Enter The Killzone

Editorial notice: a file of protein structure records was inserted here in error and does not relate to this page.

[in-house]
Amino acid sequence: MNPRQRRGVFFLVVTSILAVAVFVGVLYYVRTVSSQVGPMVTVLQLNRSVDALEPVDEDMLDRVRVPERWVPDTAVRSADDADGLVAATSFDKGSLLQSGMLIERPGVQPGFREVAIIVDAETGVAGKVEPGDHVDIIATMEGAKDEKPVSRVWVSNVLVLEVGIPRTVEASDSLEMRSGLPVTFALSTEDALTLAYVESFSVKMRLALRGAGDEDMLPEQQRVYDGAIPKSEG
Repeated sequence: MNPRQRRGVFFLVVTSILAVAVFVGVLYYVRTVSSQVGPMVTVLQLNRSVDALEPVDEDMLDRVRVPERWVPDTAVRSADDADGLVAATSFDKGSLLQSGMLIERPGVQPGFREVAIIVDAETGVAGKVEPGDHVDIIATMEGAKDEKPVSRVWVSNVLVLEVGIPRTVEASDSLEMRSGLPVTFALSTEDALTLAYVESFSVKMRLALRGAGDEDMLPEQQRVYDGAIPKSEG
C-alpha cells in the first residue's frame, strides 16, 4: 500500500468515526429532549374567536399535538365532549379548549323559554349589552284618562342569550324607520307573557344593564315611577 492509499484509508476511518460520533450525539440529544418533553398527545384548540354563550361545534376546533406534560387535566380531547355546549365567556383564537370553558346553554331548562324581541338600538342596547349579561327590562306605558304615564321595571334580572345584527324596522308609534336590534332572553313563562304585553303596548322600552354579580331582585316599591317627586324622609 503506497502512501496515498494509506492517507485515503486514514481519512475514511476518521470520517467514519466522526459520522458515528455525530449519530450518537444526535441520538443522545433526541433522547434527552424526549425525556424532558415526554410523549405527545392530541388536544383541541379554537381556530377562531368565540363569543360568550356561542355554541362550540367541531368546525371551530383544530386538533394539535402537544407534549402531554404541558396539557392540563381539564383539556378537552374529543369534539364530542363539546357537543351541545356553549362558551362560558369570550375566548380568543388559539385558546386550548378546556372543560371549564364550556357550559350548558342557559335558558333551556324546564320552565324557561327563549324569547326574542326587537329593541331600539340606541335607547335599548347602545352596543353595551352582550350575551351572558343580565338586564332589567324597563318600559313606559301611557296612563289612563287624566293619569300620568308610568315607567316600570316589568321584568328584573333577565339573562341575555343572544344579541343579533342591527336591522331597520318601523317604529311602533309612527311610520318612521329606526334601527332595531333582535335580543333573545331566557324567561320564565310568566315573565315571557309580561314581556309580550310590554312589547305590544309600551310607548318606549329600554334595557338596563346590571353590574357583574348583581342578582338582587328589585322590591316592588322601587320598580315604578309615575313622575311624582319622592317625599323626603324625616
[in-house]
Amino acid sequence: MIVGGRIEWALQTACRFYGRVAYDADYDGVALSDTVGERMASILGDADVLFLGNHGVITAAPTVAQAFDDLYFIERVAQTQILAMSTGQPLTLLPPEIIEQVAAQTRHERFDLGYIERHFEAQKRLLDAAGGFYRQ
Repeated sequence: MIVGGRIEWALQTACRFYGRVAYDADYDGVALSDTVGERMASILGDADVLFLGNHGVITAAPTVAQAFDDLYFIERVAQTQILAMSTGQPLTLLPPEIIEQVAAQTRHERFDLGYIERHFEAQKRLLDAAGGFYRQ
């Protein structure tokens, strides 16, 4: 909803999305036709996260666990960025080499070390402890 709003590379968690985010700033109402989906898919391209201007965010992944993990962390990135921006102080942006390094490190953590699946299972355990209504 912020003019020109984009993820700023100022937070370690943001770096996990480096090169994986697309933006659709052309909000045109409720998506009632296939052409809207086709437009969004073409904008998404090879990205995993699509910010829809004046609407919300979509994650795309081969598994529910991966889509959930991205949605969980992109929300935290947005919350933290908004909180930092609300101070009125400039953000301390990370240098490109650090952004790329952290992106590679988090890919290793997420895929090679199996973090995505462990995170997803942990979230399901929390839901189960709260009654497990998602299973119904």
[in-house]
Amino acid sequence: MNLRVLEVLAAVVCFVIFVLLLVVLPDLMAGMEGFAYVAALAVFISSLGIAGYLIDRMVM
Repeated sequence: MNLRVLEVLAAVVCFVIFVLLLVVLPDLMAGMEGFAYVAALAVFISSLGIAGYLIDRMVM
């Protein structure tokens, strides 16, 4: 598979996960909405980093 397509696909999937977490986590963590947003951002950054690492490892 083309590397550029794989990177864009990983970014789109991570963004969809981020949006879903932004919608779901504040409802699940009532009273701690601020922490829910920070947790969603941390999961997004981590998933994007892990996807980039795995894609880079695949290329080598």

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There have been so many different bands (metal and otherwise) named Anima -- some from Europe, some from North America, some from other parts of the world -- that it is hard to sort them out. This Anima is the German deathcore band that gave us Souls of the Decedents in 2006 and The Daily Grind in 2008; these moshers are known for going for the jugular, and they continue to do exactly that on their third album, Enter the Killzone. This 2010 release is full of familiar deathcore clichés; Anima open the 40-minute disc with an excerpt from a campy horror movie (which isn't exactly unheard of in deathcore), and they continue to pour on the camp with a caustic yet darkly comic blend of death metal and metalcore. Anima, like countless other deathcore bands, get a lot of inspiration from early-‘90s grindcore. But instead of trying to sound exactly like Carcass or Cannibal Corpse circa 1991-1992, they also employ metalcore elements -- although the metalcore influence (screaming vocals, breakdowns galore) is musical rather than lyrical. The angry, dead-serious introspection of Hatebreed and their countless followers is nowhere to be found here; instead, Enter the Killzone's lyrics recall grindcore's goofy horror/slasher themes. And those lyrics are delivered in two extreme vocal styles: a guttural Cookie Monster growl and a piercing shriek that owes something to metalcore's screaming as well as to black metal's rasp. In contrast to a lot of the death metal, black metal and folk metal from Scandinavia and gothic metal from Italy, Enter the Killzone doesn't pretend to be artsy or deep-thinking; Anima's only concerns are over-the-top entertainment and harsh, skullcrushing bombast. Of course, many other deathcore bands have done this type of thing -- and in some cases, with more memorable results. Enter the Killzone has its moments, although there isn't a whole lot to separate Anima from a long list of similar bands in the increasingly crowded deathcore field.

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